by Dan L.
A Mare Inebrium Story
”When someone is driven by a need so intense that
their soul cries out for healing, and justice, the universe tends to
listen. And that can be very dangerous for us poor sods who might just
happen to get in the way…” -- Merlin Ambrosius, 733AD
It had been a quiet night at the Mare Inebrium—operative
words: “had been.” The bar wasn’t crowded, it was well after
midnight—not long before dawn, after all. Max was off doing inventory
in the bar’s storage warehouse level in sub-basement two. Kazsh-ak had
gone home hours ago, His niece Kazshthe’annie had been with him,
understudy for his position as the D’rrish Ambassador to other species,
learning how the old D’rrish interacted with other species. She has
learned a few of his skills as a storyteller, too. She’s inherited his
gift of gab, as well as his capacity for drink, so when the old bug
actually retires, she ought to be knowledgeable enough to serve her
people well. Bobby Blue the robot and Larrye were acting bartenders in
Max’s absence. I’d come by for a quiet drink or ten just because it was
so quiet. I rarely get a chance to relax in my job as Ambassador for
the Immortals and Chief Justice for the entire planet… Being the Reever
of the Immortals has never been an easy job. But it’s hereditary, so I
try and do my father and grandfathers proud. But I digress…
I’m sitting there at the bar drinking Dinkomet diluted with enough soda
water so that I got all the taste but only 10% of the intoxicating
effects, when I noticed the dark-haired human pop out of the damned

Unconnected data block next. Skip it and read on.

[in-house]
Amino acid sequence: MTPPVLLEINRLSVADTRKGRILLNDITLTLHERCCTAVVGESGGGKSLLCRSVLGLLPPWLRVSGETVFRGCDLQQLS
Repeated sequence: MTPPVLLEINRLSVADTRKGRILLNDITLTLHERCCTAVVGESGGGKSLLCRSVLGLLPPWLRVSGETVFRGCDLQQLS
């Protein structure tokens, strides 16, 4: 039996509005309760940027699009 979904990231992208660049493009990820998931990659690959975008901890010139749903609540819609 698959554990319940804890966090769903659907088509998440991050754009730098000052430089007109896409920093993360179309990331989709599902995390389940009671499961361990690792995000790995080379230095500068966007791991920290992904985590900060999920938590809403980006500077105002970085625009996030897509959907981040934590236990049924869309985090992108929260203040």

inconvenient nexus of potential realities the Mare Inebrium engenders
by its very existence. He wasn’t exactly disturbing the peace, but he
was disturbing a few of the 75-or-so customers who only wanted an
uneventful night to drink themselves into whatever level of stupor it
took for them to cope with their individual circumstances. He wandered
from table to table, evidentially asking a single question, then moving
on. I sighed, then activated a channel to my Staff of Office for a
translation of his question.
“Do you know the way to Shell Beach? I want to go to Shell Beach. I
need to go to Shell Beach…” I understood him to ask. Did I mention how
much I HATE the Nexus Of Potential Realities? Never
fails to generate mountains of paperwork. I damn well hate paperwork.
Larrye,” I said. “That guy is going to need a very stiff drink. Dial
him up a triple Scotch, on my tab,” I added. “Bobby Blue, perhaps you
should send a waiter or waitress over to invite him to have a seat at
“Input noted,” said Bobby Blue. “Staff alerted.”
“Triple Scotch, dash of soda, three small ice cubes,” said Larrye.
“I’ll have it ready when he gets here.”
“Thanks, boys,” I said. I could see Bruce the bouncer headed towards
the dark-haired human, then whisper to him. The man nodded, then began
to make his way through the scant crowd towards the bar. I put on my